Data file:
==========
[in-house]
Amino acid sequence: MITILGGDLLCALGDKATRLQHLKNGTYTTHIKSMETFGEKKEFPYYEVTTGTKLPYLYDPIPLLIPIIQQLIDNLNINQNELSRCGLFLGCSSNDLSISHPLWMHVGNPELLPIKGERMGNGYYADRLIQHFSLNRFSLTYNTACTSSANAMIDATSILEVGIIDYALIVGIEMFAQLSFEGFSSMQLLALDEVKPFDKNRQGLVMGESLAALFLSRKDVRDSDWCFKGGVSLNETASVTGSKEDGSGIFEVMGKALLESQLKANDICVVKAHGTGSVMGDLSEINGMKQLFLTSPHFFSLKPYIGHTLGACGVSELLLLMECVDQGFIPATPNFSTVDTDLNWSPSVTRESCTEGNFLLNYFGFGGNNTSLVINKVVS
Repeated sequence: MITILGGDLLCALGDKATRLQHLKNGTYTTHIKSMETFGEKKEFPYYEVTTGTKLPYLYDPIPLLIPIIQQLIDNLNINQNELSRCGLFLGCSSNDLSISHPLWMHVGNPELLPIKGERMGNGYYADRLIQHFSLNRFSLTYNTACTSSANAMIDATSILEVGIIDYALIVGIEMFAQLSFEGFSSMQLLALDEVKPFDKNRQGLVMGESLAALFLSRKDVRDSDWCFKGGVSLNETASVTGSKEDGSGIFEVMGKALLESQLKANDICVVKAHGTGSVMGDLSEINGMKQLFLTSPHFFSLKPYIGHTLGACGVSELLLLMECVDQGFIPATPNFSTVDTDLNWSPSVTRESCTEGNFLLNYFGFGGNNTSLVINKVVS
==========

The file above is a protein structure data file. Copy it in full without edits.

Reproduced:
[in-house]
Amino acid sequence: MITILGGDLLCALGDKATRLQHLKNGTYTTHIKSMETFGEKKEFPYYEVTTGTKLPYLYDPIPLLIPIIQQLIDNLNINQNELSRCGLFLGCSSNDLSISHPLWMHVGNPELLPIKGERMGNGYYADRLIQHFSLNRFSLTYNTACTSSANAMIDATSILEVGIIDYALIVGIEMFAQLSFEGFSSMQLLALDEVKPFDKNRQGLVMGESLAALFLSRKDVRDSDWCFKGGVSLNETASVTGSKEDGSGIFEVMGKALLESQLKANDICVVKAHGTGSVMGDLSEINGMKQLFLTSPHFFSLKPYIGHTLGACGVSELLLLMECVDQGFIPATPNFSTVDTDLNWSPSVTRESCTEGNFLLNYFGFGGNNTSLVINKVVS
Repeated sequence: MITILGGDLLCALGDKATRLQHLKNGTYTTHIKSMETFGEKKEFPYYEVTTGTKLPYLYDPIPLLIPIIQQLIDNLNINQNELSRCGLFLGCSSNDLSISHPLWMHVGNPELLPIKGERMGNGYYADRLIQHFSLNRFSLTYNTACTSSANAMIDATSILEVGIIDYALIVGIEMFAQLSFEGFSSMQLLALDEVKPFDKNRQGLVMGESLAALFLSRKDVRDSDWCFKGGVSLNETASVTGSKEDGSGIFEVMGKALLESQLKANDICVVKAHGTGSVMGDLSEINGMKQLFLTSPHFFSLKPYIGHTLGACGVSELLLLMECVDQGFIPATPNFSTVDTDLNWSPSVTRESCTEGNFLLNYFGFGGNNTSLVINKVVS